The U.S. Department of State recently released its Country Reports on Human Rights Practices for 2012. The annual reports cover nearly every country besides the United States and address various human rights topics, such as freedom of speech and press, arbitrary arrest or detention, and workers’ rights. Drawing on a variety of resources, including U.S. consular staff and civil society reports, the country reports provide a wealth of information both in terms of details on selected victims and human rights violations, as well as an overview of each country.
The publication of the Country Reports on Human Rights Practices is mandated by the U.S. Congress through the Foreign Assistance Act of 1961. However, beyond the original goal to inform U.S. policy makers, the reports have also come to serve other purposes over the years. For example, Immigration Judges in the U.S. consider the reports authoritative in establishing the relevant conditions in an asylum seeker’s country of origin and they have therefore become a critical reference for asylum attorneys. And, because the reports draw on firsthand accounts and independent sources, human rights advocates also rely on the reports for an accurate account of a country’s human rights practices.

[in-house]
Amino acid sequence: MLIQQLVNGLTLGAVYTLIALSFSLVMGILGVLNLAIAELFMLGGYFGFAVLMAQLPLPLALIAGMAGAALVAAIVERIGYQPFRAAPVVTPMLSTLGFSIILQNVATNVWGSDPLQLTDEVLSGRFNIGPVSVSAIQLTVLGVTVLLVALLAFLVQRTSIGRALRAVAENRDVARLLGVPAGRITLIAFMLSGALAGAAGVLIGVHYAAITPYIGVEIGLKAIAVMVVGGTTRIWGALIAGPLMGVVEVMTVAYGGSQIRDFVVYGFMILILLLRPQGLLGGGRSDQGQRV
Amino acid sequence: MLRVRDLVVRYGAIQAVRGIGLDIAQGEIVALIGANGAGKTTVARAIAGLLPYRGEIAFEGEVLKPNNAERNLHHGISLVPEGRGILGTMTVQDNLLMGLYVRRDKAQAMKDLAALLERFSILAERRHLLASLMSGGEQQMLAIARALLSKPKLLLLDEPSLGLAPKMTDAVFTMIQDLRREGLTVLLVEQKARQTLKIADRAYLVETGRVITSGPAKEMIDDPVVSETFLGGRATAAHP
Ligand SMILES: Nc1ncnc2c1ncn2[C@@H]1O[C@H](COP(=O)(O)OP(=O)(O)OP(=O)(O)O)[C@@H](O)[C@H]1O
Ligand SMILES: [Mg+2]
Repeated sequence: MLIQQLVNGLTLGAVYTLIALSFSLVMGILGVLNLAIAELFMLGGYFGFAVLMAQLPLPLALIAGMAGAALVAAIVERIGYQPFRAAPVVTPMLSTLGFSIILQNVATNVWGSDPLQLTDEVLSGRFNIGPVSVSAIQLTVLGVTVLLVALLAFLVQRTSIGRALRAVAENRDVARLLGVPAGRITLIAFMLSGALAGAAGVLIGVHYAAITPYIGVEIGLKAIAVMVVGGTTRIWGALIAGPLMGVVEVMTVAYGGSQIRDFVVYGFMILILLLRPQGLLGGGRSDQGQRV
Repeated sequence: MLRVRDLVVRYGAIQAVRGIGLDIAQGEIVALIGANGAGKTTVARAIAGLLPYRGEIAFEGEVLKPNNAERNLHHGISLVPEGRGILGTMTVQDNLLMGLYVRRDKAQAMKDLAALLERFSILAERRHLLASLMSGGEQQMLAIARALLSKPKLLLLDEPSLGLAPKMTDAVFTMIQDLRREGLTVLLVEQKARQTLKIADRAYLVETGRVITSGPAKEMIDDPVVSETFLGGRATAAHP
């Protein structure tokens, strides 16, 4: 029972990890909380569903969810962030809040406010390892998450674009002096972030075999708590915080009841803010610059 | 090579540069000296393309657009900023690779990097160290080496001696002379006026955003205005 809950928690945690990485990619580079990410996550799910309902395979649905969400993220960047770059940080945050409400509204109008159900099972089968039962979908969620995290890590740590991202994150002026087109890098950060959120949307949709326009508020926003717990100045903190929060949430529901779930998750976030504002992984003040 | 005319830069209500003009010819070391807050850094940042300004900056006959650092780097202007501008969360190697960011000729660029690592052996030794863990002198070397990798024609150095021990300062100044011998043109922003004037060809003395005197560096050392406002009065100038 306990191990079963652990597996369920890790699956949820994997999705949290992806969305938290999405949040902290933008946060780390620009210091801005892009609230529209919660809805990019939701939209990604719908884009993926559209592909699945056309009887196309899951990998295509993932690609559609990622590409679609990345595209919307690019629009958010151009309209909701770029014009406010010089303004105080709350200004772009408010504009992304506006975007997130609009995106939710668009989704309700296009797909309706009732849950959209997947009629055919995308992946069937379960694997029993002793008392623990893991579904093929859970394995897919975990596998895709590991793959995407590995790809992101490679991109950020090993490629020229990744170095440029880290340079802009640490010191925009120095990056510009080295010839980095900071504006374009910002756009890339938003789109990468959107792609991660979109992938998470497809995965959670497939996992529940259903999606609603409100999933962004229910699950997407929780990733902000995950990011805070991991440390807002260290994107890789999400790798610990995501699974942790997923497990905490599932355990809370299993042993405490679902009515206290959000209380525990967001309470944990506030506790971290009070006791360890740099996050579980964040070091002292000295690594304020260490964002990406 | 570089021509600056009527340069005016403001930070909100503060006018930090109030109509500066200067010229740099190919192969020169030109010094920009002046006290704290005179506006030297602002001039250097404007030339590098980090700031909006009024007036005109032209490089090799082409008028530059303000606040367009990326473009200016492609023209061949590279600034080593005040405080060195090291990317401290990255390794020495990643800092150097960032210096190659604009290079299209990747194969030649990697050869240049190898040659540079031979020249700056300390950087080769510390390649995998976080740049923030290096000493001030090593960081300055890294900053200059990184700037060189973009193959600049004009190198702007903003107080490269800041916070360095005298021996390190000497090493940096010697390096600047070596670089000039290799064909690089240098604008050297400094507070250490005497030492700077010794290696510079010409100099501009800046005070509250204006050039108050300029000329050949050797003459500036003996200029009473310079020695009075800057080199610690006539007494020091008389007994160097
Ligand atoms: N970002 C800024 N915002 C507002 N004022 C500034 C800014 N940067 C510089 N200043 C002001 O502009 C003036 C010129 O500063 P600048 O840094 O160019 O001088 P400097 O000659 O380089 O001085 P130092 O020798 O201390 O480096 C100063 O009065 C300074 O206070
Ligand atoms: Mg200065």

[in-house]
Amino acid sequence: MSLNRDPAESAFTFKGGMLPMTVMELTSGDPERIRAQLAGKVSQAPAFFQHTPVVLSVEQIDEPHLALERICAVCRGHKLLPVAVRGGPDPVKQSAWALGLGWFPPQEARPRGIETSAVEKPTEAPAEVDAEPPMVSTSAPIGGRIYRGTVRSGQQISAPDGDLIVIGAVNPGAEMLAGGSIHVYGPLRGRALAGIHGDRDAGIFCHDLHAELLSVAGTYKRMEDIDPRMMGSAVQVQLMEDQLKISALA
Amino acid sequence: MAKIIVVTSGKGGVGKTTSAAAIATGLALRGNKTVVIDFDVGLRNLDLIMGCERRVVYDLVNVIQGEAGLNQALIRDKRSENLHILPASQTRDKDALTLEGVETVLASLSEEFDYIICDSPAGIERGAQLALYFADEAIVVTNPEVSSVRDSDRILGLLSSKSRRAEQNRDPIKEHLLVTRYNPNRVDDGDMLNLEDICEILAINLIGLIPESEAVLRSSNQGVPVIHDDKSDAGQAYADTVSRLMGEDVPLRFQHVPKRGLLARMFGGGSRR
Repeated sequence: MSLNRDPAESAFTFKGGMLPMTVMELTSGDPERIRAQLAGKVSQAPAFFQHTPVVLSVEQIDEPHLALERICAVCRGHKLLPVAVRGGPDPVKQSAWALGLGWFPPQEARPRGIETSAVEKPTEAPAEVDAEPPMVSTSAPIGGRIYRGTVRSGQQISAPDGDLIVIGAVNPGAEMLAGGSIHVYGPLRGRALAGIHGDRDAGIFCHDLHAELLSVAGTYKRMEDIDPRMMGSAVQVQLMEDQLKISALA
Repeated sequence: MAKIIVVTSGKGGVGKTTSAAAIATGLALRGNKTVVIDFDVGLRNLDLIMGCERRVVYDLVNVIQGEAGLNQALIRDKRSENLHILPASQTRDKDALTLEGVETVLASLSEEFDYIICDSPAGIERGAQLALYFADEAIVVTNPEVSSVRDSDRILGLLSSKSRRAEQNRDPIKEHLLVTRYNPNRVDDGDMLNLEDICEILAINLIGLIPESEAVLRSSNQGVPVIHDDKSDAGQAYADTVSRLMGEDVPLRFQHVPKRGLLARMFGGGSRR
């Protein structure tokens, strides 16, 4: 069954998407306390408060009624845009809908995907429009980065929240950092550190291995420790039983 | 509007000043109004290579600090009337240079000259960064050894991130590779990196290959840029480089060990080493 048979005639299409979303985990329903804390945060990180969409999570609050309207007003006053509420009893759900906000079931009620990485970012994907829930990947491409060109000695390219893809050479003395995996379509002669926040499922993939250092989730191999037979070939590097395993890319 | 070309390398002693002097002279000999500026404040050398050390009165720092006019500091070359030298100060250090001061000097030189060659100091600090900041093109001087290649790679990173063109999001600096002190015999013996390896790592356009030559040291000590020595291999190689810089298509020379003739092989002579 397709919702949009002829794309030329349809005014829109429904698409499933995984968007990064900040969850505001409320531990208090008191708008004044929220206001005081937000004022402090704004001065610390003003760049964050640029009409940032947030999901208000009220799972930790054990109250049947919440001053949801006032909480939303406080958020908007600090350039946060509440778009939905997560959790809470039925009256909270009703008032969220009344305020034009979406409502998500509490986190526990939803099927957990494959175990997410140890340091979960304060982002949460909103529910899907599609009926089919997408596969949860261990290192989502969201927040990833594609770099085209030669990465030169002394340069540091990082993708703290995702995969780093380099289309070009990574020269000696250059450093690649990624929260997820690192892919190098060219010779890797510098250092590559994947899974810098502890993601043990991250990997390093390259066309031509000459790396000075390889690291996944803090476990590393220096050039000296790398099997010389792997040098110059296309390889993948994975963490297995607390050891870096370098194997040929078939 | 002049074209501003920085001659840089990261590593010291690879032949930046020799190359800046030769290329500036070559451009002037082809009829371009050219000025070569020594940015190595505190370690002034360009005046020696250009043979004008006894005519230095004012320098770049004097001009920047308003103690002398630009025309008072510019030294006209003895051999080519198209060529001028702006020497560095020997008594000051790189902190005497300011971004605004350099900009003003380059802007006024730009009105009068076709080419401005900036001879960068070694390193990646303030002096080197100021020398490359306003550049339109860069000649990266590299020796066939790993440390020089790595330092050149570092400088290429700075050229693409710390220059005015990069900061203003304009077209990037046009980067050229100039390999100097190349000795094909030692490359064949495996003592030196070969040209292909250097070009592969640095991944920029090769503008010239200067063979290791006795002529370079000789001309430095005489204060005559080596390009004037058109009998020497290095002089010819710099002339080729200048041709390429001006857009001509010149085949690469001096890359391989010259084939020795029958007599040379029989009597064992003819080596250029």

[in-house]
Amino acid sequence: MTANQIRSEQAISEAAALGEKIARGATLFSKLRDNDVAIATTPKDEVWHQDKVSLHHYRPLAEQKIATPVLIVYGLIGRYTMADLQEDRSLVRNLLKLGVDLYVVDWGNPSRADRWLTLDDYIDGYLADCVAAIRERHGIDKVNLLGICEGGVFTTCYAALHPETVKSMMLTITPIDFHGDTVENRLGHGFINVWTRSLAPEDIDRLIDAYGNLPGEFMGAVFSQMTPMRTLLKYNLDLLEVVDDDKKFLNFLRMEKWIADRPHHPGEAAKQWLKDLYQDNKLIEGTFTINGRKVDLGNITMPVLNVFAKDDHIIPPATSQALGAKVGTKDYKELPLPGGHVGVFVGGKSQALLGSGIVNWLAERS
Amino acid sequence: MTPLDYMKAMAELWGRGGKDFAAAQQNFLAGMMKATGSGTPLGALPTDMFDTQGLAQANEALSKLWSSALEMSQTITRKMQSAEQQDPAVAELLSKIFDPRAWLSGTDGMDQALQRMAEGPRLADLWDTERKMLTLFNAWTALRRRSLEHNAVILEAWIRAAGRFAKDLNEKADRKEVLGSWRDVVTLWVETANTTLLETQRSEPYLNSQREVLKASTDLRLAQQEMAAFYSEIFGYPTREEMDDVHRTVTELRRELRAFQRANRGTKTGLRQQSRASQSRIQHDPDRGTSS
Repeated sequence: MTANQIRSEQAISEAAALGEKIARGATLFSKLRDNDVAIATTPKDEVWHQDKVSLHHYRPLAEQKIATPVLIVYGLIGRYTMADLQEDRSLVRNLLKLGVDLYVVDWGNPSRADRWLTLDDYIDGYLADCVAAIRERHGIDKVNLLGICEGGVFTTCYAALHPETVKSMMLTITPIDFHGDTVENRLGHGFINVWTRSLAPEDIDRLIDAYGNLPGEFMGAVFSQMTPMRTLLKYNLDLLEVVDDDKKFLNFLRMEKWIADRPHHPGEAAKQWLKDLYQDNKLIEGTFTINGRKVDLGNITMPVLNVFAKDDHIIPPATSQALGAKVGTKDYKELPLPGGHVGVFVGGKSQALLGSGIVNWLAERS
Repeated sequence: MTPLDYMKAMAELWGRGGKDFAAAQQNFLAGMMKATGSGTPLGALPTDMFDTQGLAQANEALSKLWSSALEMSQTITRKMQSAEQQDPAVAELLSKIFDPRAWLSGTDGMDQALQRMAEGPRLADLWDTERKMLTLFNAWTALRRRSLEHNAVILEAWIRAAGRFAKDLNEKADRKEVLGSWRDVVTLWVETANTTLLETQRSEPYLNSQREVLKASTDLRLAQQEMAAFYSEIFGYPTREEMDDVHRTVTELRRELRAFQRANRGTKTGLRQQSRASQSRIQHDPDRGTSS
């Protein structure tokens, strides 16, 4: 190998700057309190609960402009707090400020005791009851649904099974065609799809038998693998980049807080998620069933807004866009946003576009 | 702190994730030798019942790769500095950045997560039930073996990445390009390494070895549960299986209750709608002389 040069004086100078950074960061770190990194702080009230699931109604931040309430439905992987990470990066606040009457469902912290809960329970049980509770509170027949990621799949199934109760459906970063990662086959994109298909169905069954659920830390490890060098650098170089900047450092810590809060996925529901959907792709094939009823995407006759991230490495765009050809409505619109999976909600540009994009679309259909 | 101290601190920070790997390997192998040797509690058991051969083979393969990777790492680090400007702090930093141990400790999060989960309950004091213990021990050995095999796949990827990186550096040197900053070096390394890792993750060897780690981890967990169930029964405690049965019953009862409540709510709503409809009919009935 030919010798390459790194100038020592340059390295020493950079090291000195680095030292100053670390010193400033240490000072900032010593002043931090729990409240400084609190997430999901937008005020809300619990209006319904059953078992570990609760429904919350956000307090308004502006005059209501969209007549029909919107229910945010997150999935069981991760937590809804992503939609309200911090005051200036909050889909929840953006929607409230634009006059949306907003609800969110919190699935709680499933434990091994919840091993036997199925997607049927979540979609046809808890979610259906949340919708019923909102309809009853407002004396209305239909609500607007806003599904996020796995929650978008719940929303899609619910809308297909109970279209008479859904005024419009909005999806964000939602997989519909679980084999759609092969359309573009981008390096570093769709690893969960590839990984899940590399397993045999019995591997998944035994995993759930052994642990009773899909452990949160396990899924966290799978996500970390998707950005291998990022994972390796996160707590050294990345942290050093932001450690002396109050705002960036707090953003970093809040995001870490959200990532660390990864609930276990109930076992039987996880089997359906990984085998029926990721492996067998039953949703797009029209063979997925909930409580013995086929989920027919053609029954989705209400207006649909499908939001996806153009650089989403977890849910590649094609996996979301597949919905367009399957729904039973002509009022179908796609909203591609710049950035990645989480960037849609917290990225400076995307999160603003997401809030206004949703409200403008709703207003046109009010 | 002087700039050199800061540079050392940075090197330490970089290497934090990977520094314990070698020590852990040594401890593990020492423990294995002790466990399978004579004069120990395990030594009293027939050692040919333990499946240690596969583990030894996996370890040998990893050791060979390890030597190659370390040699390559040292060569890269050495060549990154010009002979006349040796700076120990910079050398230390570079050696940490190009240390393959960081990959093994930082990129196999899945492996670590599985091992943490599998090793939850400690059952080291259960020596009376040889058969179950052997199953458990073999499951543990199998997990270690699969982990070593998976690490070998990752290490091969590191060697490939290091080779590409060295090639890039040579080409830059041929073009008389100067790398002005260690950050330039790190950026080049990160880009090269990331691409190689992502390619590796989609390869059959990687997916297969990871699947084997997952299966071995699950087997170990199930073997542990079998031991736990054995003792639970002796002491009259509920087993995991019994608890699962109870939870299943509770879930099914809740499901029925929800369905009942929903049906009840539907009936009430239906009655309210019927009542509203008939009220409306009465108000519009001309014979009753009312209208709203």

Adding to the reports’ accessibility and utility, the Build a Report function for the online 2011 and 2012 reports allows all users to select the topics and countries in which they are most interested, then immediately generate a custom human rights report based on their selections. This function greatly facilitates cross-country comparisons on a particular aspect of human rights, such as discrimination against women, or a comparison for a particular country from one year to the next.
The U.S. State Department also releases several related reports each year that can assist advocates in researching specific areas of human rights. These additional annual reports include the International Religious Freedom Report, Trafficking in Persons Report, and the Advancing Freedom and Democracy Report. Throughout the year, the U.S. State Department also publishes its human rights related actions online at humanrights.gov.